CSS stands for Cascading Style Sheets, which define properties and attributes that HTML elements use in order to be displayed on a page. CSS3 is a new version of the syntax that helps designers and developers create rich elements without having to use complex JavaScript, Images, or Flash to display content the users.

It’s important to note that CSS3 is not consistent across all browsers. Table 2-4 shows three types of browser frameworks that are used across all browsers.

When building web apps, you should always know your target device. If you want to target Windows Mobile (which runs IE7 Mobile), you need to know what CSS3 functions it supports. Many tools can detect the type of operating system and features that are available. These tools, which I discuss later in this chapter, can help with your development process.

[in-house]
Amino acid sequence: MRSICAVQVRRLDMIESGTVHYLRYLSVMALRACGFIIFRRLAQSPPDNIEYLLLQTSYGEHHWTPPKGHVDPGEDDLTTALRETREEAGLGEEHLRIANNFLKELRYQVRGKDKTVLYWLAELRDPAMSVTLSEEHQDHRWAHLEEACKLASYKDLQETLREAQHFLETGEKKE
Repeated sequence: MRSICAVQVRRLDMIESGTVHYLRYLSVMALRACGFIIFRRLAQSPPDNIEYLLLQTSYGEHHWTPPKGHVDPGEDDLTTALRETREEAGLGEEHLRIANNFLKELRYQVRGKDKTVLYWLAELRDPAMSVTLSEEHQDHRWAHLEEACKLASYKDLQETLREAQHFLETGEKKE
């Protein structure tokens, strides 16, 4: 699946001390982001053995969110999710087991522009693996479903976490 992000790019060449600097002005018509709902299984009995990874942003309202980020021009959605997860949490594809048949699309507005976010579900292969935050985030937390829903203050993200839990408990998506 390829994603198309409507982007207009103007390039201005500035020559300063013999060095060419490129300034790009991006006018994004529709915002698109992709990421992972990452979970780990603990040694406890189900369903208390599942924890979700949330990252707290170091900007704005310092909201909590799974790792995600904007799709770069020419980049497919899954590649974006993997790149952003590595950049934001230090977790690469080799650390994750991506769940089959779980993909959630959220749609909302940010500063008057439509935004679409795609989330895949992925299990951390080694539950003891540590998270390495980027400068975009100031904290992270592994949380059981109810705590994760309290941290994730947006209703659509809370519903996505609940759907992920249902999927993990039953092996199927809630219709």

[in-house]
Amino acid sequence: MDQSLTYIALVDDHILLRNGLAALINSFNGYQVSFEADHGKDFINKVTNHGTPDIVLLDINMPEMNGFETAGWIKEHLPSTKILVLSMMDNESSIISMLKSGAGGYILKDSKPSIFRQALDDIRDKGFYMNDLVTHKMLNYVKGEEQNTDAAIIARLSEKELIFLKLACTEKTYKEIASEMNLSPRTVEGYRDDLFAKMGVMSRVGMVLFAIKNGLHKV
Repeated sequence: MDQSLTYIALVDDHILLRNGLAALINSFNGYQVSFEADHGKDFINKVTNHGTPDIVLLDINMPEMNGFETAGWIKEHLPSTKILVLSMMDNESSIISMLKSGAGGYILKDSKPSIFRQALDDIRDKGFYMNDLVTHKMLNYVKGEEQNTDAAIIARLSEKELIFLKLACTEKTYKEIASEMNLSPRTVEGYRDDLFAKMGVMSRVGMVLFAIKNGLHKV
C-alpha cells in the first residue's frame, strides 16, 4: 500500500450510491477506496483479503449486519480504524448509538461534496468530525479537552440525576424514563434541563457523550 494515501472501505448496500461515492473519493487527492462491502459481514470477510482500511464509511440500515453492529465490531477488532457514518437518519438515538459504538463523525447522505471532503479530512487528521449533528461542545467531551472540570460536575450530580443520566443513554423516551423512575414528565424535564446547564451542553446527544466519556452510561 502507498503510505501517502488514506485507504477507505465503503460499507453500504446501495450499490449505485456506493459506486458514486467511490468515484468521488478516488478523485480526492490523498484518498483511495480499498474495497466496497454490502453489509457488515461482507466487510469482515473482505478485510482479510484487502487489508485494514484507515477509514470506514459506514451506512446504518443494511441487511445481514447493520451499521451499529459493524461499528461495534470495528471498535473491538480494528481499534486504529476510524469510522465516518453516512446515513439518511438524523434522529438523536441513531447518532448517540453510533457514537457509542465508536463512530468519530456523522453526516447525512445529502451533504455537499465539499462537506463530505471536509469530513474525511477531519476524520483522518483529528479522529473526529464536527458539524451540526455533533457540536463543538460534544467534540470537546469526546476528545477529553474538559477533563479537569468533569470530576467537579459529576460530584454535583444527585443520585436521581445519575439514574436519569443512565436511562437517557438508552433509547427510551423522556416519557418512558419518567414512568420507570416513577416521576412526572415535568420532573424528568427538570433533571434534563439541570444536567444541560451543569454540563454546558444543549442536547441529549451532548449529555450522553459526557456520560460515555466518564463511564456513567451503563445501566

Table 2-4 Browser Frameworks

Browser Framework

Example of Browsers

CSS3 Support?


Mozilla Firefox, Mozilla Firefox Mobile (Fennac)

CSS3 support is fully supported as of version 4.0 and higher. All CSS properties must be prefixed with -moz.


Apple Safari, Apple Safari Mobile, Google Chrome

CSS3 support is partially supported, depending on the browser version. The latest versions of all browsers should support all CSS3 features. All properties must be prefixed with -webkit.


Internet Explorer, IE Mobile

Most CSS3 functionality is not available via Internet Explorer. Internet Explorer 9 and higher does have support ...

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